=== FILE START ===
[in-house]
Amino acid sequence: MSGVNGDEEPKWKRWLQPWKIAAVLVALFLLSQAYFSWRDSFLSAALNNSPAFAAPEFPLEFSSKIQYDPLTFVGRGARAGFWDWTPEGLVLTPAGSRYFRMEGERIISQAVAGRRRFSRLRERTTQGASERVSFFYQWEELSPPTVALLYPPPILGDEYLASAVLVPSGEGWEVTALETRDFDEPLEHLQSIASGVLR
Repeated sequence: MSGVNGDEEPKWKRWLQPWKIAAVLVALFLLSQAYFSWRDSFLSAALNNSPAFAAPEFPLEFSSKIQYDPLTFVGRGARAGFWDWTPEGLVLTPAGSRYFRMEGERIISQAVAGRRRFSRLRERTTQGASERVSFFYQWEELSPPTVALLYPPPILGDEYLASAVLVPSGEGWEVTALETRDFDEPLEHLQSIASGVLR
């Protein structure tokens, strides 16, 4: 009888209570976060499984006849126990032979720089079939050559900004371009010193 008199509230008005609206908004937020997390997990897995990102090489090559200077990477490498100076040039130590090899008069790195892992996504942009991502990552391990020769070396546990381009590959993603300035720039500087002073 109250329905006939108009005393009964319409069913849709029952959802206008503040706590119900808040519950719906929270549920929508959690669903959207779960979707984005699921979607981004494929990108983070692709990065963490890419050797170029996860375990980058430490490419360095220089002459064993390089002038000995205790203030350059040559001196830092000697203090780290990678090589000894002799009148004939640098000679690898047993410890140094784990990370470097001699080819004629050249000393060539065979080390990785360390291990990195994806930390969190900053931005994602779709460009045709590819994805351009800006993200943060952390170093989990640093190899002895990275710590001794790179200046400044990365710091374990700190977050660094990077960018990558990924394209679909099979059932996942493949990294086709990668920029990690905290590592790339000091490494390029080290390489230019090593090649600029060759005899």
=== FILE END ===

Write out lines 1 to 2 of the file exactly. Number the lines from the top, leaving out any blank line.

[in-house]
Amino acid sequence: MSGVNGDEEPKWKRWLQPWKIAAVLVALFLLSQAYFSWRDSFLSAALNNSPAFAAPEFPLEFSSKIQYDPLTFVGRGARAGFWDWTPEGLVLTPAGSRYFRMEGERIISQAVAGRRRFSRLRERTTQGASERVSFFYQWEELSPPTVALLYPPPILGDEYLASAVLVPSGEGWEVTALETRDFDEPLEHLQSIASGVLR